“Has there ever been a time when there were so many different views of human nature floating around all at once? The economists have their view, in which rational people coolly chase incentives. Traditional Christians have their view, emphasizing original sin, grace and the pilgrim’s progress in a fallen world. And then there are the evolutionary psychologists, who get the most media attention.”

read David Brooks’ entire column

Quote of the Week

The allure of evolutionary psychology is that it organizes all behavior into one eternal theory, impervious to the serendipity of time and place. But there’s no escaping context. That’s worth remembering next time somebody tells you we are hardwired to do this or that.

David Brooks

Yeske Buie Weekend Digest 6/12/2009

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We seem to have reached an interesting juncture in this current recession. On the one hand, there are a growing number of signs that the worst is behind us and we can begin to see a glimmer of recovery on the horizon. On the other hand, there’s reason to believe that our world going forward will be very different from the one we lived in before the crash. In this week’s digest, we’ve included articles discussing those encouraging green shoots, as well as some thoughtful writing about the the challenges to come. We also offer up some of the more interesting web-based tools for managing your credit and dealing with family loans. Have a great weekend!

Media Matters

Elissa was recently selected for inclusion in Northern Virginia Magazine’s 2009 list of “Expert Financial Advisors.”

The magazine’s list of independent financial advisors was culled from Wealth Magazine’s “Top Dog” list and information provided by the Financial Planning Association’s National Capitol Chapter. Elissa and Yeske Buie were among 15 of the listed firms to have appeared in the “Top Dog” list.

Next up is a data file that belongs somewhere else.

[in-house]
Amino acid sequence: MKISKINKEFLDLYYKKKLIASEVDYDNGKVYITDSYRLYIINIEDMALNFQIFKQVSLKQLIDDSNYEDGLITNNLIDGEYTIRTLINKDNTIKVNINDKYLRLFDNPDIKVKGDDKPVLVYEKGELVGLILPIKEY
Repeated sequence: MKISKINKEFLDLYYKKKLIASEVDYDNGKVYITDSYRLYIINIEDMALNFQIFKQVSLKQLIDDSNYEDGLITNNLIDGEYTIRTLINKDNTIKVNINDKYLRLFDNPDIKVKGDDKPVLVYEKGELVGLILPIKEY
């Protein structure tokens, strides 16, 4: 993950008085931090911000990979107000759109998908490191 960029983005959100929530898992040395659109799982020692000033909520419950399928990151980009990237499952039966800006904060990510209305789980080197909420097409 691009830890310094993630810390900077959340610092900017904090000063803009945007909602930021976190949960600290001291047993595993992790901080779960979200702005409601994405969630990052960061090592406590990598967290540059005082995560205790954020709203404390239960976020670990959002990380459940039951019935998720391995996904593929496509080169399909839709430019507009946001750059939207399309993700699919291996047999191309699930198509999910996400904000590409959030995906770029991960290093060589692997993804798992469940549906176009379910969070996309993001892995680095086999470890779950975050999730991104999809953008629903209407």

See the full list.

Financial Tools on the Web

Credit scores are under pressure these days, and yet they’ve never been more important as lenders continue to tighten standards. A new website, CreditKarma.com, not only offers the ability to get your score for free, but will point out the factors that went into the score and suggest ways for improving it.

And speaking of lenders, many people are finding themselves in that role with cash-strapped family members who have found it harder to borrow during the recession. One good way to manage those loans (and preserve good feelings within the family!) is to set up loans using Virgin Money. Not only will Virgin Money manage the collection and tracking of all loan payments, but you can even choose to have payments reported to the major credit bureaus, creating the opportunity to heal damaged credit histories.

Identity Theft

Just a reminder that we’ve posted an article on our website (“Guarding Against Identity Theft“) on how to protect yourself from identity theft.

How to Get Help

And don’t forget that our updated client page (http://clients.yebu.com/) offers a full list of who does what and who you should contact for help with various issues. Contact numbers and email links are available from that page as well.

More Green Shoots

Citing signals from a new USA TODAY/IHS Global Insight economic outlook index, IHS’s Nariman Behravesh said “we’re two to three months away from an upturn.” David Wyss, chief economist for Standard and Poor’s agrees: “We see a bottom in the fall, but there’s a lot of risk attached to that.”

The new index is based on 11 forward-looking economic and financial indicators that predict future GDP growth.

http://usat.me/?35319490

And in the Federal Reserve report released Wednesday, known as the Beige Book, there were signs that the economy’s downward slide is easing, suggesting that the worst of the recession is over.

http://usat.me/?35315644